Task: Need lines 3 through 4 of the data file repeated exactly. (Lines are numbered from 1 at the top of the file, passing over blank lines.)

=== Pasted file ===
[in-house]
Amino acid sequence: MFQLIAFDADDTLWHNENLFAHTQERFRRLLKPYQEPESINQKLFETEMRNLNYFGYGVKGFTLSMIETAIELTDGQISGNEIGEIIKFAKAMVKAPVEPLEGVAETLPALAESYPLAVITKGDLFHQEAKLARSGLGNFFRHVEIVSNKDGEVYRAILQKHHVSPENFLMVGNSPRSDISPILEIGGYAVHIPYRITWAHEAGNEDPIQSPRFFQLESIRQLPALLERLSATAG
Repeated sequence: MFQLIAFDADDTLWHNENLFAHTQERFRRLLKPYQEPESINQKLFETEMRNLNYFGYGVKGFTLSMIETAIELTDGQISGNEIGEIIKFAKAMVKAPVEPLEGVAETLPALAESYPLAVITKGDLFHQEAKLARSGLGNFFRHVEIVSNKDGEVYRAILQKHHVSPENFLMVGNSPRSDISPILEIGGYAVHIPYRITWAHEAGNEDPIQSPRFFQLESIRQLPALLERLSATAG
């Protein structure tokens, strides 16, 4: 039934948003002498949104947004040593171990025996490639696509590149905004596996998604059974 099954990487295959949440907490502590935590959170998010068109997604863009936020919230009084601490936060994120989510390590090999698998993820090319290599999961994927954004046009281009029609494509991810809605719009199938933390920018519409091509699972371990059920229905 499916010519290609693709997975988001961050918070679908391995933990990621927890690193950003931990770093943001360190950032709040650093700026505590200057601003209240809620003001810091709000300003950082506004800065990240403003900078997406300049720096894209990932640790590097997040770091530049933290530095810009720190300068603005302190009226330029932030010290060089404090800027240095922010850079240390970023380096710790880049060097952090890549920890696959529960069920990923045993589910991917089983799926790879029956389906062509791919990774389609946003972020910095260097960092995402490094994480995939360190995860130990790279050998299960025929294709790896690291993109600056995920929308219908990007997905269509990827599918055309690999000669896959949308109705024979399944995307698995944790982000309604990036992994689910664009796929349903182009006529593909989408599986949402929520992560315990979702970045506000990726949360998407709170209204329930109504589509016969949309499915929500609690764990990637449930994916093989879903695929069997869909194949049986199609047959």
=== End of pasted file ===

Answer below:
Repeated sequence: MFQLIAFDADDTLWHNENLFAHTQERFRRLLKPYQEPESINQKLFETEMRNLNYFGYGVKGFTLSMIETAIELTDGQISGNEIGEIIKFAKAMVKAPVEPLEGVAETLPALAESYPLAVITKGDLFHQEAKLARSGLGNFFRHVEIVSNKDGEVYRAILQKHHVSPENFLMVGNSPRSDISPILEIGGYAVHIPYRITWAHEAGNEDPIQSPRFFQLESIRQLPALLERLSATAG
């Protein structure tokens, strides 16, 4: 039934948003002498949104947004040593171990025996490639696509590149905004596996998604059974 099954990487295959949440907490502590935590959170998010068109997604863009936020919230009084601490936060994120989510390590090999698998993820090319290599999961994927954004046009281009029609494509991810809605719009199938933390920018519409091509699972371990059920229905 499916010519290609693709997975988001961050918070679908391995933990990621927890690193950003931990770093943001360190950032709040650093700026505590200057601003209240809620003001810091709000300003950082506004800065990240403003900078997406300049720096894209990932640790590097997040770091530049933290530095810009720190300068603005302190009226330029932030010290060089404090800027240095922010850079240390970023380096710790880049060097952090890549920890696959529960069920990923045993589910991917089983799926790879029956389906062509791919990774389609946003972020910095260097960092995402490094994480995939360190995860130990790279050998299960025929294709790896690291993109600056995920929308219908990007997905269509990827599918055309690999000669896959949308109705024979399944995307698995944790982000309604990036992994689910664009796929349903182009006529593909989408599986949402929520992560315990979702970045506000990726949360998407709170209204329930109504589509016969949309499915929500609690764990990637449930994916093989879903695929069997869909194949049986199609047959």